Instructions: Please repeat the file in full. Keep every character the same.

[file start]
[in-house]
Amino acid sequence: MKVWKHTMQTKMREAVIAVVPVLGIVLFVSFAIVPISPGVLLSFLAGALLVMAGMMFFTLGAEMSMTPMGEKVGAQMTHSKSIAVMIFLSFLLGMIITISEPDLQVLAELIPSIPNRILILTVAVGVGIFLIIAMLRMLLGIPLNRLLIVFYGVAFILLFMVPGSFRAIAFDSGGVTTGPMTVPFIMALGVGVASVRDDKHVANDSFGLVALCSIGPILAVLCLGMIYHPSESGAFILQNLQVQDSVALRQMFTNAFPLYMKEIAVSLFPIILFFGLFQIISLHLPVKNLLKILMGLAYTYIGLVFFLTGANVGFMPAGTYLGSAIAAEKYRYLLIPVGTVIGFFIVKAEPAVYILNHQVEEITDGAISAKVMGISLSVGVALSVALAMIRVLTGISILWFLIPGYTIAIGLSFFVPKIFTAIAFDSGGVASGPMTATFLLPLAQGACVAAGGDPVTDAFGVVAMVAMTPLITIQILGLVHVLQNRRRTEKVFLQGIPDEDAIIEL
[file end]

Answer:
[in-house]
Amino acid sequence: MKVWKHTMQTKMREAVIAVVPVLGIVLFVSFAIVPISPGVLLSFLAGALLVMAGMMFFTLGAEMSMTPMGEKVGAQMTHSKSIAVMIFLSFLLGMIITISEPDLQVLAELIPSIPNRILILTVAVGVGIFLIIAMLRMLLGIPLNRLLIVFYGVAFILLFMVPGSFRAIAFDSGGVTTGPMTVPFIMALGVGVASVRDDKHVANDSFGLVALCSIGPILAVLCLGMIYHPSESGAFILQNLQVQDSVALRQMFTNAFPLYMKEIAVSLFPIILFFGLFQIISLHLPVKNLLKILMGLAYTYIGLVFFLTGANVGFMPAGTYLGSAIAAEKYRYLLIPVGTVIGFFIVKAEPAVYILNHQVEEITDGAISAKVMGISLSVGVALSVALAMIRVLTGISILWFLIPGYTIAIGLSFFVPKIFTAIAFDSGGVASGPMTATFLLPLAQGACVAAGGDPVTDAFGVVAMVAMTPLITIQILGLVHVLQNRRRTEKVFLQGIPDEDAIIEL